The Ghana Chamber of Mines (GCM) will from next academic year disburse $442,000 (about GH¢2.417 million) to the University of Mines and Technology (UMaT) to support academic work at the university.


SOURCE: Daily Graphic

This comes under a five-year $2.2 million Tertiary Education Fund (TEF) programme aimed to support faculty research, post graduate research, teaching and learning and the provision of infrastructure at the university.

The fund would also support technological research and innovations that would directly benefit the mining sector in the country, the Chief Executive Officer (CEO) of the chamber, Mr Sulemanu Koney, has said.

Launch

Speaking at the launch of the TEF in Accra last Wednesday, the CEO indicated that the fund would also cover the bursary of undergraduate students in accordance with industry needs, provision of educational resources, as well as industry internship programmes.

The TEF initiative, he indicated, was born out of the industry’s years of partnership with tertiary institutions, particularly, UMaT, which had seen the creation of the chamber’s Environmental Science Chair at the university.

The university, Mr Koney said, had developed an innovative direct ore smelting method which had created a more sustainable and environmentally friendly way to process ore for small scale operators.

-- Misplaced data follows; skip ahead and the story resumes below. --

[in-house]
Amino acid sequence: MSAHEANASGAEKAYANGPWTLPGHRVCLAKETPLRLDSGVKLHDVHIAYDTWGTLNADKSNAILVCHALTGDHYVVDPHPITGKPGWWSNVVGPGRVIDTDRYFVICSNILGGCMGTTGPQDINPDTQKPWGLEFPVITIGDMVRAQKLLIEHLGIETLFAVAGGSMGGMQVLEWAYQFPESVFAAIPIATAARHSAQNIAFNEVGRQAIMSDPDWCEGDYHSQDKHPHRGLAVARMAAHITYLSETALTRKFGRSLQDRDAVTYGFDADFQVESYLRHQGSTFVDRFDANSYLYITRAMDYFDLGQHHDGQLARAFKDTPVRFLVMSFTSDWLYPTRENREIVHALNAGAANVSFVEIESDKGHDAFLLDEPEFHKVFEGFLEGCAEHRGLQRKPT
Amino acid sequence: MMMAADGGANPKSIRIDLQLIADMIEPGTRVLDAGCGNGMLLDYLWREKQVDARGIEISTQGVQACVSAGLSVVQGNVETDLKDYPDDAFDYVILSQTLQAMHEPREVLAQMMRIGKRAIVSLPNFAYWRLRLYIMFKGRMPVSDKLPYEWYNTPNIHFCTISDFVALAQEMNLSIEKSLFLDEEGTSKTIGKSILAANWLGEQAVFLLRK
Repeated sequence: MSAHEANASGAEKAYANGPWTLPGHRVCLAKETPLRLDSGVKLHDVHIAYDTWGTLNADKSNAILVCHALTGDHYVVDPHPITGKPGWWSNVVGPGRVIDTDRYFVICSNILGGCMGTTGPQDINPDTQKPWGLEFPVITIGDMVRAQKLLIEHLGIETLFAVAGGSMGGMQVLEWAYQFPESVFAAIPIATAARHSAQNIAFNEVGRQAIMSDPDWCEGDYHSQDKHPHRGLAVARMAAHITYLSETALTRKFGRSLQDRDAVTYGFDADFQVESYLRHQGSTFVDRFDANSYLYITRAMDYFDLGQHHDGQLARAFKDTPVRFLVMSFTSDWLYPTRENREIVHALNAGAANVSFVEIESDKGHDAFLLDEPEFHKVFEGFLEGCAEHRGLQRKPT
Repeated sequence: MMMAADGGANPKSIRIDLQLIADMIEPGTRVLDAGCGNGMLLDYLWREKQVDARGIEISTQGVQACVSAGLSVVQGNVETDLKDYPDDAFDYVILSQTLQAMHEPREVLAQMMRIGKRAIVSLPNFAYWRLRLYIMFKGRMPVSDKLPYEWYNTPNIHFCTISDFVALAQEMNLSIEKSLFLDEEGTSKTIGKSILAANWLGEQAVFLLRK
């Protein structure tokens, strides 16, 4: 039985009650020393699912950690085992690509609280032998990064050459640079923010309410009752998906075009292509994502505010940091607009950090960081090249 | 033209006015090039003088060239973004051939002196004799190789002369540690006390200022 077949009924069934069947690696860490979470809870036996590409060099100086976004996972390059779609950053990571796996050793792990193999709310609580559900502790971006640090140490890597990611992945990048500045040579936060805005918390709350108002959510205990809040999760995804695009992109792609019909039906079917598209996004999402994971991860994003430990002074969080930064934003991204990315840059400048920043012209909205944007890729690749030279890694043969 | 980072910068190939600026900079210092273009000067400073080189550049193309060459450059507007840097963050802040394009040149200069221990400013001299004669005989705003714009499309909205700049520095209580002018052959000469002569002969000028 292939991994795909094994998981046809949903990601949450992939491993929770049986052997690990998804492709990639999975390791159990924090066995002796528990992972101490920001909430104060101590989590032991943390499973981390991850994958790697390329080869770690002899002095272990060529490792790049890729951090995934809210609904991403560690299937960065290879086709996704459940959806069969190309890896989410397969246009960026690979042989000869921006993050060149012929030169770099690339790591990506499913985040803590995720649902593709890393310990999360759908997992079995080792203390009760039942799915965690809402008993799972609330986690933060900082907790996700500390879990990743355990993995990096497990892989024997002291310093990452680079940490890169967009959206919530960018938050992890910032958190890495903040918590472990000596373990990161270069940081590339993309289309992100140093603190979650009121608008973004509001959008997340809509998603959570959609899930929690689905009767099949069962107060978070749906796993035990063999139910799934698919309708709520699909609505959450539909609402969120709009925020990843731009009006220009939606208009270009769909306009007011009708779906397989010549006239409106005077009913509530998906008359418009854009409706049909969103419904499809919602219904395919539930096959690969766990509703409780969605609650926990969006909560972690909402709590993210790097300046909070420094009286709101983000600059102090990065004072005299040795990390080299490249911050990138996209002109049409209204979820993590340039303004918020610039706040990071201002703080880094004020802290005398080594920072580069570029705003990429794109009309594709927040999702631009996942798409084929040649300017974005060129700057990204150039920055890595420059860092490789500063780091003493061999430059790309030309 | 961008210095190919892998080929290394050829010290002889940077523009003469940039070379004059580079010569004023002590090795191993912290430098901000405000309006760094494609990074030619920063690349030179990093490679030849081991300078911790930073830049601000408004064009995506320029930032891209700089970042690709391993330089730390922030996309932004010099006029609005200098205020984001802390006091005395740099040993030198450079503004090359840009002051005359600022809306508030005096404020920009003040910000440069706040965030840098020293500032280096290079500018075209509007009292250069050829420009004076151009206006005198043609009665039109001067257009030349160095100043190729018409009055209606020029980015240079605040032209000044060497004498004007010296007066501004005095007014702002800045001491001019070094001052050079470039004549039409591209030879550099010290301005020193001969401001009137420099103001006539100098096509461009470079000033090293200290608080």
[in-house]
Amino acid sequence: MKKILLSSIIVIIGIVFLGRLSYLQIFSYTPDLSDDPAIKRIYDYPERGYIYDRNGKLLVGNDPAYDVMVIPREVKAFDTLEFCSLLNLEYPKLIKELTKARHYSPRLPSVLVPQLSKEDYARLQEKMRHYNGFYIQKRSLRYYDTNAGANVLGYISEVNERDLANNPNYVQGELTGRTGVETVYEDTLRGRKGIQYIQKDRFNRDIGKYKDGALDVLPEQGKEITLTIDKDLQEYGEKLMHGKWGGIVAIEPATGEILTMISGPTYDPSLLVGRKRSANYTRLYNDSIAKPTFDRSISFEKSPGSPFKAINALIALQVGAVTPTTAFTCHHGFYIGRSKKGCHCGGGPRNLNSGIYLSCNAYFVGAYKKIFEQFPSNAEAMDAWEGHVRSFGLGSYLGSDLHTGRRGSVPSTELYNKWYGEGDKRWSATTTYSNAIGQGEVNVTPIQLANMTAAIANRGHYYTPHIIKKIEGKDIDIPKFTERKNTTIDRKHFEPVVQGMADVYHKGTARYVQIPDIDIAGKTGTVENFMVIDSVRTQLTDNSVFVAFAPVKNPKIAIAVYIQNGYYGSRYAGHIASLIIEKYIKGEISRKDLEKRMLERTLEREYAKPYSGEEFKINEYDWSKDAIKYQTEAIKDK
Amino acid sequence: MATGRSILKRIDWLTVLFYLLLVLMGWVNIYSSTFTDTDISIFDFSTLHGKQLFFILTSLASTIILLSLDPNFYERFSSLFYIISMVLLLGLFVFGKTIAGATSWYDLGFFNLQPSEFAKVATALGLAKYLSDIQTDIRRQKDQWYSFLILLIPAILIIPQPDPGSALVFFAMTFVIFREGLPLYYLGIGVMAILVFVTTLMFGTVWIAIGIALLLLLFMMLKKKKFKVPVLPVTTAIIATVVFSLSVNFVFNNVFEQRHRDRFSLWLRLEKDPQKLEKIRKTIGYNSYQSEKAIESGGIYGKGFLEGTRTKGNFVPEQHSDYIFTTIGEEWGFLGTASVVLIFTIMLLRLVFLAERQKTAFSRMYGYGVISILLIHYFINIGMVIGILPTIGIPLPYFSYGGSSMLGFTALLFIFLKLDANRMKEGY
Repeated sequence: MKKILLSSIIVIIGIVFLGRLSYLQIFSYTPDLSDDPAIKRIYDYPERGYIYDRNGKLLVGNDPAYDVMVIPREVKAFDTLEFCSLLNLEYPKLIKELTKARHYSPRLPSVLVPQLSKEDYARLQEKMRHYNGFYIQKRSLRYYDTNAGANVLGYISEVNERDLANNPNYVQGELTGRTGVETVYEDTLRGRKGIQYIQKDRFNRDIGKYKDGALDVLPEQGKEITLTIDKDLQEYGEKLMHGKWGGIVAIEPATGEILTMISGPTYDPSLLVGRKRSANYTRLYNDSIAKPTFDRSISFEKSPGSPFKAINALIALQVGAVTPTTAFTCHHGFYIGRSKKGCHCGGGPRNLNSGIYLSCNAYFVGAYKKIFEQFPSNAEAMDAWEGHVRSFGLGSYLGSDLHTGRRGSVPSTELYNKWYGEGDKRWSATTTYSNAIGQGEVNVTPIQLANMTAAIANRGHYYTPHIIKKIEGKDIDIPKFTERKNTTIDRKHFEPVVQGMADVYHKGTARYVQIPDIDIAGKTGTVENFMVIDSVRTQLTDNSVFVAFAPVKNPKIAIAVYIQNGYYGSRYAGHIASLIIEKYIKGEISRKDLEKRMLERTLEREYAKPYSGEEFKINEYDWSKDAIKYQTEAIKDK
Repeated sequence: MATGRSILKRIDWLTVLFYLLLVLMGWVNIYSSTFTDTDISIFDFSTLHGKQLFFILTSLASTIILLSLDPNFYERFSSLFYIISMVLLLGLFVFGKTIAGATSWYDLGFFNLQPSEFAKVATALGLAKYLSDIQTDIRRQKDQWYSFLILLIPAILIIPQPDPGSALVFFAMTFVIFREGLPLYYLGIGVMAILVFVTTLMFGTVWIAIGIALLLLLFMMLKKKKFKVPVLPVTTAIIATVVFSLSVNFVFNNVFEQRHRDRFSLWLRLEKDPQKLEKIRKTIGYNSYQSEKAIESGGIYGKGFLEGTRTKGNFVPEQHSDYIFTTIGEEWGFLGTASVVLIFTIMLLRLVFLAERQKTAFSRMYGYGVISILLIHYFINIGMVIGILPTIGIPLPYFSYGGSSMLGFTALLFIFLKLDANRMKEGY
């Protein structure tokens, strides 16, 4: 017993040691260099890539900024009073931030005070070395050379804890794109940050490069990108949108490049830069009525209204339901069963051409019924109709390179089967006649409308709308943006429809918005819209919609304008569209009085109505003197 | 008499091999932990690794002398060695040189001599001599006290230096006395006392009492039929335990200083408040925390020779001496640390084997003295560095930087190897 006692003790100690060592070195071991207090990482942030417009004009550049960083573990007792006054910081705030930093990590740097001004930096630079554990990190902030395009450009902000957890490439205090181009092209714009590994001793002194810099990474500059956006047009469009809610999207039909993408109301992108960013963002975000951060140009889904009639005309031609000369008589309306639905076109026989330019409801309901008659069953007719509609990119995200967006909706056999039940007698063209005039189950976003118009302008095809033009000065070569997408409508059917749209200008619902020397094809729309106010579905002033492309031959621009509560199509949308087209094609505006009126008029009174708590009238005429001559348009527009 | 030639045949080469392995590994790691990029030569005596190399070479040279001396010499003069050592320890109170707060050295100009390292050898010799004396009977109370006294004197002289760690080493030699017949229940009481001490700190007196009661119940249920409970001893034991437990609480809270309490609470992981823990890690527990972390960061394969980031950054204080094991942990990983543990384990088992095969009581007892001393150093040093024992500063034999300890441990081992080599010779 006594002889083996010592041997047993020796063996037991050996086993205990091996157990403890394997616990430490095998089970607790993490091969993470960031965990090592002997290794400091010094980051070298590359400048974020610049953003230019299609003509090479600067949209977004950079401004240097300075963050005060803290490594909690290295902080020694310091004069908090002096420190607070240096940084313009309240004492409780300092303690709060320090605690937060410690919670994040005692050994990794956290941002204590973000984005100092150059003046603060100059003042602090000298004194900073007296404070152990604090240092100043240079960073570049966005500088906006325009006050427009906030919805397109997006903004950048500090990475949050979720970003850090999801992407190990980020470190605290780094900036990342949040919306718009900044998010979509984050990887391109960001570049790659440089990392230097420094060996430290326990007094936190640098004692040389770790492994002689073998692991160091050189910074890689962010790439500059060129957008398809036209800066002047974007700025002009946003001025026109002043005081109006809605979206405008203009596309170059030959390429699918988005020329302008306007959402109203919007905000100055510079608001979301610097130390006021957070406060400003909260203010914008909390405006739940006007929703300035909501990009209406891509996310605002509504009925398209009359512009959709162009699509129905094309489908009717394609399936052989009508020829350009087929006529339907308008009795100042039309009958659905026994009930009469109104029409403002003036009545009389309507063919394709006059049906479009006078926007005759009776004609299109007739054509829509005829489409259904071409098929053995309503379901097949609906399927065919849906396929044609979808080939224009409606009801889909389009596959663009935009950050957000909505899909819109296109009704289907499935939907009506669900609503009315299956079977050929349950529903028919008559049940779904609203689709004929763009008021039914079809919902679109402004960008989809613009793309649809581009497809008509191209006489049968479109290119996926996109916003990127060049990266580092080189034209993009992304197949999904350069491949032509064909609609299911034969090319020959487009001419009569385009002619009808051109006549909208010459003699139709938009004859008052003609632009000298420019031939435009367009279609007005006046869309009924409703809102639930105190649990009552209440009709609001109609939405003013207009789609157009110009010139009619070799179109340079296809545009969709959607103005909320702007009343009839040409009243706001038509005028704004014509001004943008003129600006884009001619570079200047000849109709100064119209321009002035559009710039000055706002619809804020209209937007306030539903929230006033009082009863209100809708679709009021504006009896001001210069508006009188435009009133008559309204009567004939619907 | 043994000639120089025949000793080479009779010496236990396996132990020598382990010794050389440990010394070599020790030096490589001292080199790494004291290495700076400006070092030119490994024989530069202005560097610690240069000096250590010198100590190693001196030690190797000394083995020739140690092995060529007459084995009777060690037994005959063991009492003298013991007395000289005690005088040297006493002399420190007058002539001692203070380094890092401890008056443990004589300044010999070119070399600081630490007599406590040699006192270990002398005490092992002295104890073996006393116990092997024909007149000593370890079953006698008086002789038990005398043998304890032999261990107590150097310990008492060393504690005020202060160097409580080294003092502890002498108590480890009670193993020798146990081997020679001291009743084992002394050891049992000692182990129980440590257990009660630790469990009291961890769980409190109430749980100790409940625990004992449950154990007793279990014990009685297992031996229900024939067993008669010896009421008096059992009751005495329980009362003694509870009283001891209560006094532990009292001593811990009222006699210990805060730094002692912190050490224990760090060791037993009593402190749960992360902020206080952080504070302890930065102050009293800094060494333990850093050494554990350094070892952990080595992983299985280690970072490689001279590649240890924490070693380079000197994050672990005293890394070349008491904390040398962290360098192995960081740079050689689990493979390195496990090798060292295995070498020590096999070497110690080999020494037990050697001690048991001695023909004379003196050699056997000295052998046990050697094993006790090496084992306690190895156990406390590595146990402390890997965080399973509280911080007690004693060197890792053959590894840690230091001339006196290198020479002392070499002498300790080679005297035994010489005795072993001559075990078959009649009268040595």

The chamber in its quest for member companies to have the high-quality human resource for the sector and the larger job market, decided to focus on helping the training of high calibre mining professionals who would become the next global leaders in the sustainable exploitation and management of natural resources.

“The sustainability of the mining sector is largely dependent on skills and competencies of those engaged in it and it, therefore, goes without saying that, we need to invest in our tertiary institutions that train manpower for industry,” Mr Koney said.

Participation

The President of the chamber, Mr Eric Asubonteng, pointed out that the fund was to keep the country as a leading mining destination in Africa.

He said requisite skills and building the capacity of young people were key in driving a successful economic development strategy.

“The mining sector is a well-recognised economic activity which requires a focus on skills development, reducing cost of doing business and making available resources businesses need.

The chamber, Mr Asubonteng stressed, would continue to partner the government to provide what he described as broad-based developments within the country.

“As a chamber, we see significant value in collaborating with all stakeholders to deliver on initiatives that would bring development and progress to our host communities and country,” the president underscored.

He challenged the governing council of the TEF to bring their expertise to bear on the fund’s management and disbursement so as to ensure that it served the purpose for which it was created.

Governing Council

The Chairman of the Governing Council of the university, Mr Stephen Ndede, for his part, expressed delight about the programme, saying the image of the industry would plummet if the university continued to reel under infrastructural challenges